Related Links
University of Wisconsin-Milwaukee
Great Lakes WATER Institute
Darwin Today At TerraDaily.com

Yangtze Expedition Fails To Find Endangered Chinese Dolphin
Beijing (AFP) Dec 02, 2006
A team of 30 Chinese and foreign scientists have failed in a 26-day search for the rare white-flag dolphin in the Yangtze River, raising fears of imminent extinction, state media said Saturday.

.
Get Our Free Newsletters Via Email
  



  • Thailand Adopts New Wireless Network For Disasters
  • Liquid-Crystal Rubber Suit Prevents Overheating
  • Red Cross Calls For Disaster Cash Boost
  • Red Cross Calls For Stronger Alliances To Fight Disasters

  • Wildlife Could Get Relief From US Supreme Court In Global Warming Case
  • Farm Animals More Damaging To Climate Than Cars
  • US Supreme Court Appears Divided Over Global Warming
  • Prominent Researchers Advocate Creation Of National Climate Service

  • Purveyors Of The Cosmic 'Occult'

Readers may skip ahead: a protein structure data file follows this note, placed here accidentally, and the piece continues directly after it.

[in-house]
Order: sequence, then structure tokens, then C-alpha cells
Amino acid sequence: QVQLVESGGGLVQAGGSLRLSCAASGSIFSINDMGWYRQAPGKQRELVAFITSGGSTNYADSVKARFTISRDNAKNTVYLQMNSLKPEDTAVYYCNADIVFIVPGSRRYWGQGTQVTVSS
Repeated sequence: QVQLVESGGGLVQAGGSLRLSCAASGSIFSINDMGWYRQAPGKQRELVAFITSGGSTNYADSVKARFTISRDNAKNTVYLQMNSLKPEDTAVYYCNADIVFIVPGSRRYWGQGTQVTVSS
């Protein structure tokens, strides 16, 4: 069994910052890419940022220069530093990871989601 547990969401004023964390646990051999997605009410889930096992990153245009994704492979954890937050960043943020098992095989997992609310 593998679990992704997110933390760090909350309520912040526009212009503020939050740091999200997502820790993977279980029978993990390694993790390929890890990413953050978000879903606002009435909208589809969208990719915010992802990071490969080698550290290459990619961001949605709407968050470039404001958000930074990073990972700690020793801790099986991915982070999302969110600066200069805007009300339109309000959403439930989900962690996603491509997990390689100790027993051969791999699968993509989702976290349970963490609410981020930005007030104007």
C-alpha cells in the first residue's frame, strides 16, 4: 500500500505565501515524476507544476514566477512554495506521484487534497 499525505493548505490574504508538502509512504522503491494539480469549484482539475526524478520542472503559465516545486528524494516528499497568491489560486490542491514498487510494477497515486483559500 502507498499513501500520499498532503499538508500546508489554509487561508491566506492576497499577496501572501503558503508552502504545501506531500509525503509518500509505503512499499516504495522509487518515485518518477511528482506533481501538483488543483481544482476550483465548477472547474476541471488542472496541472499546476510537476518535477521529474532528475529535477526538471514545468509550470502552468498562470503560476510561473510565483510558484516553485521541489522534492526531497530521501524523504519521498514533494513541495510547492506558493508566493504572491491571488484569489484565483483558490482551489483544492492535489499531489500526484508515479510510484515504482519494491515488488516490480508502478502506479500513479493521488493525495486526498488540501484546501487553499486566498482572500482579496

• NASA's "Footprints" Movie Walks To US Museum Theatres
  • Satellites Draw Up Maps Of Ancient City In Xinjiang
  • Tiger Workshop Highlights Project Results

  • Producers Strain To Supply Growing Wind Power Market
  • Isolated Armenia Leads The Way In Using Cleaner Car Fuel
  • China Prioritizes Hydropower In The West
  • Russian, Ukrainian Scientists To Collaborate In Solar Research

  • Common PTSD Drug Is No More Effective Than Placebo
  • Freed China Activist Says AIDS Problem Far Exceeds Official Data
  • Africa Urged To Break Deafening Silence On AIDS
  • Flu Vaccines Plentiful Amid Low Demand